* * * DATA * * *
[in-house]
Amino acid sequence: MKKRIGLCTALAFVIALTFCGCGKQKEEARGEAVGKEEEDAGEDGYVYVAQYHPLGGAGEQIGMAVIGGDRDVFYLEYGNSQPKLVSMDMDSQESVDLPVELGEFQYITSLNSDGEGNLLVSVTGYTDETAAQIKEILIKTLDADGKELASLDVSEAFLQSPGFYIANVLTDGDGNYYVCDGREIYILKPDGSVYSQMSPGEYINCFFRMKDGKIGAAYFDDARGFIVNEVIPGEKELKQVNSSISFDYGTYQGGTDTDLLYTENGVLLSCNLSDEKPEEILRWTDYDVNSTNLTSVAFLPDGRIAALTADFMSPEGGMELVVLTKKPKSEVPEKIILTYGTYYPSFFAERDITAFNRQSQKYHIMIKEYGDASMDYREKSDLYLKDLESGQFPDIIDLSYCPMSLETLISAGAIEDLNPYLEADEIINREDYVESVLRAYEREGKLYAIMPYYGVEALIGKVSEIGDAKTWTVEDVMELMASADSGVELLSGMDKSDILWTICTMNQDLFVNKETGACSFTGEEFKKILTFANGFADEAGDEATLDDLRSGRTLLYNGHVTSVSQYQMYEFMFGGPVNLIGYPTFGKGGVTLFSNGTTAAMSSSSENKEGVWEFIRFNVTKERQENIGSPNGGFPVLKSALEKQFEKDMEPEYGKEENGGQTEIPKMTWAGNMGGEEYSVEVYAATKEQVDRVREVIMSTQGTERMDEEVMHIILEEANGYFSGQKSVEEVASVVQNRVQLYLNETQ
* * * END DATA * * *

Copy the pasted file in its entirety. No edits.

[in-house]
Amino acid sequence: MKKRIGLCTALAFVIALTFCGCGKQKEEARGEAVGKEEEDAGEDGYVYVAQYHPLGGAGEQIGMAVIGGDRDVFYLEYGNSQPKLVSMDMDSQESVDLPVELGEFQYITSLNSDGEGNLLVSVTGYTDETAAQIKEILIKTLDADGKELASLDVSEAFLQSPGFYIANVLTDGDGNYYVCDGREIYILKPDGSVYSQMSPGEYINCFFRMKDGKIGAAYFDDARGFIVNEVIPGEKELKQVNSSISFDYGTYQGGTDTDLLYTENGVLLSCNLSDEKPEEILRWTDYDVNSTNLTSVAFLPDGRIAALTADFMSPEGGMELVVLTKKPKSEVPEKIILTYGTYYPSFFAERDITAFNRQSQKYHIMIKEYGDASMDYREKSDLYLKDLESGQFPDIIDLSYCPMSLETLISAGAIEDLNPYLEADEIINREDYVESVLRAYEREGKLYAIMPYYGVEALIGKVSEIGDAKTWTVEDVMELMASADSGVELLSGMDKSDILWTICTMNQDLFVNKETGACSFTGEEFKKILTFANGFADEAGDEATLDDLRSGRTLLYNGHVTSVSQYQMYEFMFGGPVNLIGYPTFGKGGVTLFSNGTTAAMSSSSENKEGVWEFIRFNVTKERQENIGSPNGGFPVLKSALEKQFEKDMEPEYGKEENGGQTEIPKMTWAGNMGGEEYSVEVYAATKEQVDRVREVIMSTQGTERMDEEVMHIILEEANGYFSGQKSVEEVASVVQNRVQLYLNETQ